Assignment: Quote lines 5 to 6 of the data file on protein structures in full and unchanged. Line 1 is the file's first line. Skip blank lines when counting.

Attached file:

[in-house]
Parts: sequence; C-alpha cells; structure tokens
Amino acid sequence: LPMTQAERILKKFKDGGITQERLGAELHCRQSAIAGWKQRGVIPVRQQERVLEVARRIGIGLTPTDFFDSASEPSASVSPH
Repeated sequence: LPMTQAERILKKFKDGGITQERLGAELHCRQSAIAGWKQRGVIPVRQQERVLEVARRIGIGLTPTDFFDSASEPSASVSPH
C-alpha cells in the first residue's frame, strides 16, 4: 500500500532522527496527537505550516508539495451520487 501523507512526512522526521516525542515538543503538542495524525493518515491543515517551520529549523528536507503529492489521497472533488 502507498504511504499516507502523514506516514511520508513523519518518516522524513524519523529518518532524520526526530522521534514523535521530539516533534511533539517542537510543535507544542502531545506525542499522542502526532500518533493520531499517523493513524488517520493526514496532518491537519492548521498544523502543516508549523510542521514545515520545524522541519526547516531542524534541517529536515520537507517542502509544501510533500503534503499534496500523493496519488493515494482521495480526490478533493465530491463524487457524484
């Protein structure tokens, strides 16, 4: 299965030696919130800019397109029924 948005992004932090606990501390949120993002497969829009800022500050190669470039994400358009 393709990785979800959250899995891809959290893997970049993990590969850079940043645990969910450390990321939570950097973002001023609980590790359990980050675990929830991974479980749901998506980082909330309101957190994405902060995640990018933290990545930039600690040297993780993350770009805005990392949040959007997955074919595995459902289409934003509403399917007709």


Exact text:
C-alpha cells in the first residue's frame, strides 16, 4: 500500500532522527496527537505550516508539495451520487 501523507512526512522526521516525542515538543503538542495524525493518515491543515517551520529549523528536507503529492489521497472533488 502507498504511504499516507502523514506516514511520508513523519518518516522524513524519523529518518532524520526526530522521534514523535521530539516533534511533539517542537510543535507544542502531545506525542499522542502526532500518533493520531499517523493513524488517520493526514496532518491537519492548521498544523502543516508549523510542521514545515520545524522541519526547516531542524534541517529536515520537507517542502509544501510533500503534503499534496500523493496519488493515494482521495480526490478533493465530491463524487457524484
């Protein structure tokens, strides 16, 4: 299965030696919130800019397109029924 948005992004932090606990501390949120993002497969829009800022500050190669470039994400358009 393709990785979800959250899995891809959290893997970049993990590969850079940043645990969910450390990321939570950097973002001023609980590790359990980050675990929830991974479980749901998506980082909330309101957190994405902060995640990018933290990545930039600690040297993780993350770009805005990392949040959007997955074919595995459902289409934003509403399917007709």